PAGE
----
All-solid-state batteries using inorganic solid electrolytes (SEs) are considered to be ideal batteries for electric vehicles and plug-in hybrid electric vehicles because they are potentially safer than conventional lithium-ion batteries (LIBs). In addition, all-solid-state batteries are expected to have long battery life owing to the inhibition of chemical side reactions because only lithium ions move through the typically used inorganic SEs. The development of high-energy density (more than 300 Wh kg -1 ) secondary batteries has been eagerly anticipated for years. The application of high-capacity electrode active materials is essential for fabricating such batteries. Recently, we proposed metal polysulfides as new electrode materials. These materials show higher conductivity and density than sulfur, which is advantageous for fabricating batteries with relatively higher energy density. Lithium niobium sulfides, such as Li 3 NbS 4 , have relatively high density, conductivity, and rate capability among metal polysulfide materials, and batteries with these materials have capacities high enough to potentially exceed the gravimetric-energy density of conventional LIBs. Favorable solid-solid contact between the electrode and electrolyte particles is a key factor for fabricating high performance all-solid-state batteries. Conventional oxide-based positive electrode materials tend to give rise to cracks during fabrication and/or charge-discharge processes. Here, we report all-solid-state cells using lithium niobium sulfide as a positive electrode material, where favorable solid-solid contact was established by using lithium sulfide electrode materials because of their high processability. Cracks were barely observed in the electrode particles in the all-solid-state cells before or after charging and discharging with a high capacity of approximately 400 mAh g -1 suggesting that the lithium niobium sulfide electrode charged and discharged without experiencing substantial mechanical damage. As a result, the all-solid-state cells retained more than 90% of their initial capacity after 200 cycles of charging and discharging at 0.5 mA cm -2 .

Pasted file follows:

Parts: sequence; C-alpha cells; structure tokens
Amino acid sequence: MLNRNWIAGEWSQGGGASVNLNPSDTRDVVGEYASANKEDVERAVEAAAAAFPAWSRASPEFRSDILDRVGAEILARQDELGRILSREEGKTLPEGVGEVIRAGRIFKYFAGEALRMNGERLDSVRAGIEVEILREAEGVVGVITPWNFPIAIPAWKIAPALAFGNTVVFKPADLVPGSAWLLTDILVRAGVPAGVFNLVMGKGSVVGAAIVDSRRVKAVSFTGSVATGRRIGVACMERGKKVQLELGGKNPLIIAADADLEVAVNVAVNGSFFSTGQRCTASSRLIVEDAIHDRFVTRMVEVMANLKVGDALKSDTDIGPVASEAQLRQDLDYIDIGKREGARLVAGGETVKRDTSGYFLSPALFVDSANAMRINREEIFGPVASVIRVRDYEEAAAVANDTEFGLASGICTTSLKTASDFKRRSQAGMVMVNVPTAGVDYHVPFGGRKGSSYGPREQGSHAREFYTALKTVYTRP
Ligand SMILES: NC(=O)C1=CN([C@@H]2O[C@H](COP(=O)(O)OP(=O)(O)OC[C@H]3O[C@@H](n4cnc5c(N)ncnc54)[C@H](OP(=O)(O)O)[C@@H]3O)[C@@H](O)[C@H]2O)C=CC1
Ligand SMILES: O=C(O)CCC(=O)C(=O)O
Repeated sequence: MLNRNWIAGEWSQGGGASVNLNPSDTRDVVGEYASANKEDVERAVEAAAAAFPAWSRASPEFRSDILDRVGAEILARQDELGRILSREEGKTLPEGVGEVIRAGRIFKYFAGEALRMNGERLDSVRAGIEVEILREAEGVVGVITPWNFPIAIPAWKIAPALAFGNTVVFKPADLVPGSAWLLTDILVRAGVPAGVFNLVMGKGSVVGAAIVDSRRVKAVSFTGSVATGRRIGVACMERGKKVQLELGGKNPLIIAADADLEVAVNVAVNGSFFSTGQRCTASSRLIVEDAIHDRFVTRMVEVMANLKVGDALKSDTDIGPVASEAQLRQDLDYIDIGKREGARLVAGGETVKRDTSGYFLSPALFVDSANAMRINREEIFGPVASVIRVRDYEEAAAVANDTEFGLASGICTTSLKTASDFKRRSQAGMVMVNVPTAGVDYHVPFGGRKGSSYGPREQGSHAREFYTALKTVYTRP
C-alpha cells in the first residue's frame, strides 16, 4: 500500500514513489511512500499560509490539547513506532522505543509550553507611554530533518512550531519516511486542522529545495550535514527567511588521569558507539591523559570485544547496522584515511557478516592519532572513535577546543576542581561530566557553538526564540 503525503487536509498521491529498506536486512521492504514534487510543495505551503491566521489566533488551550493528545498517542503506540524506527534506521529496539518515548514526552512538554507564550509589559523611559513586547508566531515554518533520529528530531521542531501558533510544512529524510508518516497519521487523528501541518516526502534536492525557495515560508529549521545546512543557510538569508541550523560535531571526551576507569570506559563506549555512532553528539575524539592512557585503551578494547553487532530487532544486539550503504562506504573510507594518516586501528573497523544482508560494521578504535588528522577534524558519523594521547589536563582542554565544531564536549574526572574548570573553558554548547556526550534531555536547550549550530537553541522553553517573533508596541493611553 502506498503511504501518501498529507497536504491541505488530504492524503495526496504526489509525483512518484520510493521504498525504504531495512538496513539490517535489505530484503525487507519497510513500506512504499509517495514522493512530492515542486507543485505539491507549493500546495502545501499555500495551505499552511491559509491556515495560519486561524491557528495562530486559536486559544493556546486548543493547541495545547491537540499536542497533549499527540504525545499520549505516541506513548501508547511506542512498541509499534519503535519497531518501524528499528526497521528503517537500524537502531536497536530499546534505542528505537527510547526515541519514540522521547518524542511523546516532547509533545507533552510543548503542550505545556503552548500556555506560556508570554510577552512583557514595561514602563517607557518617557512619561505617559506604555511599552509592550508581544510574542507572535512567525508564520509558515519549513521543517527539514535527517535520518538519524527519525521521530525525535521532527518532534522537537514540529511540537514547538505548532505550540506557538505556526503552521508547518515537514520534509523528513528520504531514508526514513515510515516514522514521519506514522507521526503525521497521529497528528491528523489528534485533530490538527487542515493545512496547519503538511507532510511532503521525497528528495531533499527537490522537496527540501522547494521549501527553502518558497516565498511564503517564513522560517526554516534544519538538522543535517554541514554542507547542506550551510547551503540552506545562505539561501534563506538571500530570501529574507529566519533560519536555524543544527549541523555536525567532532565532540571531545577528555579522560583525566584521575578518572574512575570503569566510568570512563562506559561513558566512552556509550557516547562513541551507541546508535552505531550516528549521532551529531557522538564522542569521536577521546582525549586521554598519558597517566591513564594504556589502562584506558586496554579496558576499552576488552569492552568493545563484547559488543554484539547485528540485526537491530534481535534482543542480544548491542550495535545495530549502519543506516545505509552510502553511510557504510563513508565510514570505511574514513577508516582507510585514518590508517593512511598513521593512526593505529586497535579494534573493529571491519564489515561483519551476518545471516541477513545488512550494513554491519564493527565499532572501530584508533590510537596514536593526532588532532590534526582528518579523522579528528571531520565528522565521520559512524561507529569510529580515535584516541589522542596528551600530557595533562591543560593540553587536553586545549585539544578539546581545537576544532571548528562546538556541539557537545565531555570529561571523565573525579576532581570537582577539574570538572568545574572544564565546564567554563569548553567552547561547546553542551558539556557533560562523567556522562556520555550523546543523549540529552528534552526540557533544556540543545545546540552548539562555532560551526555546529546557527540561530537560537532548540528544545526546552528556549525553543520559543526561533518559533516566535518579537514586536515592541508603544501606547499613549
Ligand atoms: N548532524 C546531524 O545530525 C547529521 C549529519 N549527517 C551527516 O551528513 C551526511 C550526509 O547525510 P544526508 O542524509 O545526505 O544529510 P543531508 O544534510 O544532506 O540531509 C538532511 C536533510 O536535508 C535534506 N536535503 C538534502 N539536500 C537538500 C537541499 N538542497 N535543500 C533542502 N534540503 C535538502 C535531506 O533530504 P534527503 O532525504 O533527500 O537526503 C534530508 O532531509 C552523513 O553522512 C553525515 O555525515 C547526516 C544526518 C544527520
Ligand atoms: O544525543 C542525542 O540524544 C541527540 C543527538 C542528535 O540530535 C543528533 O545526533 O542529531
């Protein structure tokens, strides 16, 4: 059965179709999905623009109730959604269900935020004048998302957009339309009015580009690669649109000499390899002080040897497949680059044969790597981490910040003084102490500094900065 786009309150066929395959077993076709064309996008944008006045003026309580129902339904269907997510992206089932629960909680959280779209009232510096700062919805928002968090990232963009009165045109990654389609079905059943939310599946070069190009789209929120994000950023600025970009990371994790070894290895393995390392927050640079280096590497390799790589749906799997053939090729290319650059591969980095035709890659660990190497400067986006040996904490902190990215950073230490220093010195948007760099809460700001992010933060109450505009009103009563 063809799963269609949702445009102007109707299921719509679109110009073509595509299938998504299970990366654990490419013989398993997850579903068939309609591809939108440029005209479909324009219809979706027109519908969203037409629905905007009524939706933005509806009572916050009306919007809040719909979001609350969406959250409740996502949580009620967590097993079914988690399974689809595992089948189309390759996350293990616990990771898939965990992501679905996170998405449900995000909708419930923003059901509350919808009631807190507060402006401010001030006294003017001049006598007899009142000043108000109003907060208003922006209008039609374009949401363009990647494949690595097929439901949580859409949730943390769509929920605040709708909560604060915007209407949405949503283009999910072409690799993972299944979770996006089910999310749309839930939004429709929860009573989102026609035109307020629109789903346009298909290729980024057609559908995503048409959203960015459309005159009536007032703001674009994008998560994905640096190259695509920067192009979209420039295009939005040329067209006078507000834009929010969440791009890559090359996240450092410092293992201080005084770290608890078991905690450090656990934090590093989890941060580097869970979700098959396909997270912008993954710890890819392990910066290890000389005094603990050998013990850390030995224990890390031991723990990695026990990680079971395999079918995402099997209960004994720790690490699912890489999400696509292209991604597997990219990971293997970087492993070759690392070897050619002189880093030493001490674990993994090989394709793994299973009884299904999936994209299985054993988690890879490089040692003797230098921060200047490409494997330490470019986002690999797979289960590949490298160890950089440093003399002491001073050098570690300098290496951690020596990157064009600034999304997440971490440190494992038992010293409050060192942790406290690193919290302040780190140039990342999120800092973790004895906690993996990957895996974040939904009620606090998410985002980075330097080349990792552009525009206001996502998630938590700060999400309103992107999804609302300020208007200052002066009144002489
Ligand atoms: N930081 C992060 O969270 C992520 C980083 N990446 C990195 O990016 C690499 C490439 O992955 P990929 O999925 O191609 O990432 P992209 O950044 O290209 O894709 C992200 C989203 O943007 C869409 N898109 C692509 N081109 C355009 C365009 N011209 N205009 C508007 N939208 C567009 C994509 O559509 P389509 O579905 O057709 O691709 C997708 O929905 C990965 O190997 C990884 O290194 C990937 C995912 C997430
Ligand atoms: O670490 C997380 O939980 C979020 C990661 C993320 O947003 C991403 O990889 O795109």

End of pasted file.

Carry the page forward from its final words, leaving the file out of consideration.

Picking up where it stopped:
All Science Journal Classification (ASJC) codes
- Renewable Energy, Sustainability and the Environment
- Fuel Technology
- Energy Engineering and Power Technology
- Economics and Econometrics